Equations in Vector Range Definitions

Discussion in 'VHDL' started by guyanalog, Aug 23, 2013.

  1. guyanalog

    guyanalog Guest

    Is it acceptable to use equations in the vector range description of a signal where the parameters are generics, or does this adversely affect synthesis?


    What I have now:

    generic(
    BYTE_NUM : natural range 10 downto 1 := 3; -- # bytes (used somewhere else)
    BYTE_BITS : natural range 10 downto 1 := 24 -- # bits for above bytes
    );

    signal vec_int : std_logic_vector(BYTE_BITS - 1 downto 0);


    What I was thinking of changing it to (eliminates a generic):

    generic(
    BYTE_NUM : natural range 10 downto 1 := 3 -- # bytes (used somewhere else)
    );

    signal vec_int : std_logic_vector(8*BYTE_NUM - 1 downto 0);

    Does the multiplier generate unwanted logic?

    Thanks.
     
    guyanalog, Aug 23, 2013
    #1
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  2. guyanalog

    GaborSzakacs Guest

    1) Multiplying by a power of 8 doesn't add logic.
    2) Any amount of arithmetic that evaluates to a constant at synthesis
    time doesn't add logic.
    3) I can't imagine what sort of logic could be created to end up with
    a variable width std_logic_vector!
    4) Wouldn't it be easier and faster to try this on your synthesis tool
    rather than posting code to a newsgroup?
     
    GaborSzakacs, Aug 23, 2013
    #2
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  3. guyanalog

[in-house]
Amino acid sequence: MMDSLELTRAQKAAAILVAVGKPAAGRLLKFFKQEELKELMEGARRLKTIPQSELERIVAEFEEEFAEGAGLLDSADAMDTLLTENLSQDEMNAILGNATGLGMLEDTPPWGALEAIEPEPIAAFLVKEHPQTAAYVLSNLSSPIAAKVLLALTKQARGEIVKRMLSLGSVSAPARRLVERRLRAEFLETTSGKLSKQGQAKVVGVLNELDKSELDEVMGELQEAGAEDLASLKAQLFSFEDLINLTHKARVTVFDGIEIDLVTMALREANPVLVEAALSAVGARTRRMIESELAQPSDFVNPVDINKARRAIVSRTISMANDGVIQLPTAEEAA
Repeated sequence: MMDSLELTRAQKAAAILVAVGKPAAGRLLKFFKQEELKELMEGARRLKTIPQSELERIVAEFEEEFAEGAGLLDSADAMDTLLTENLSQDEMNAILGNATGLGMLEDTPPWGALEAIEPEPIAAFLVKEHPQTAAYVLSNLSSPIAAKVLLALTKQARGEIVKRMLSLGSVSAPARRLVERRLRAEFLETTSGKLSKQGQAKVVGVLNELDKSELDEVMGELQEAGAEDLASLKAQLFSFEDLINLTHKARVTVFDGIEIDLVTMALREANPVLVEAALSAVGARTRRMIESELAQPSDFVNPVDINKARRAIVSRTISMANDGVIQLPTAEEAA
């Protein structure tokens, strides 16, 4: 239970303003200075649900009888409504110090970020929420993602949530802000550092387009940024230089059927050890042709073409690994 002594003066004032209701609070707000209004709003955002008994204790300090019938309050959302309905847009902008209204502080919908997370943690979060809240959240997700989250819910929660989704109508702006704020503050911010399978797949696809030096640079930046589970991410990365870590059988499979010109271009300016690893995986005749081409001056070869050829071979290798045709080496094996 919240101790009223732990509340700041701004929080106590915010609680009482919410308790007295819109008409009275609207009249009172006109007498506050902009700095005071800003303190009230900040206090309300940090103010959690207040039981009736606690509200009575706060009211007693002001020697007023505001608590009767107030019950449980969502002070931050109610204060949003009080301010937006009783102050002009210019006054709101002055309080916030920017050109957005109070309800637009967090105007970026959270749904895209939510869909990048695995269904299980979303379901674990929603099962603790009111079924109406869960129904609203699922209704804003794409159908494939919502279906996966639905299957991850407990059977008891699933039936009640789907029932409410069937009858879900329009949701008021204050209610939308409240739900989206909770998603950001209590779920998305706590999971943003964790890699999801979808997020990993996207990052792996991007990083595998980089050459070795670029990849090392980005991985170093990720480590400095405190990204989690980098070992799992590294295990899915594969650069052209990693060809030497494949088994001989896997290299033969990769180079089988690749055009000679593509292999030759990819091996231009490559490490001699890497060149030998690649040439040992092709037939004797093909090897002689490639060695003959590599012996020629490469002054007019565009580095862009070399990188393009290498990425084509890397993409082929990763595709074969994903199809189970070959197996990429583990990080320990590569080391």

Andy Guest

    Gabor's points are very good.

    However, multiply/divide (of unsigned quantities) by a constant power of 2 generates a simple shift, usually resulting in zero additional logic.

    The concept of constant values is different for simulation and synthesis. In synthesis, it includes such things as for-loop indices. When the for-loopis unrolled, the index value is known for each unrolled iteration. Thus any calculation of index and other constant values is also a constant.

    It is possible to describe VHDL functions/procedures which return variable width results, but the width must be constant (see above). As an example, to_unsigned() takes a size argument to determine the size of the result. Onecould define a to_unsigned(natural) function that just returned enough bits to hold the result, based on the value being converted. However, it wouldlikely not be synthesizable unless it was called with a constant (see above) value, which would severely limit its usefulness.

    Andy
     
    Andy, Aug 26, 2013
    #3
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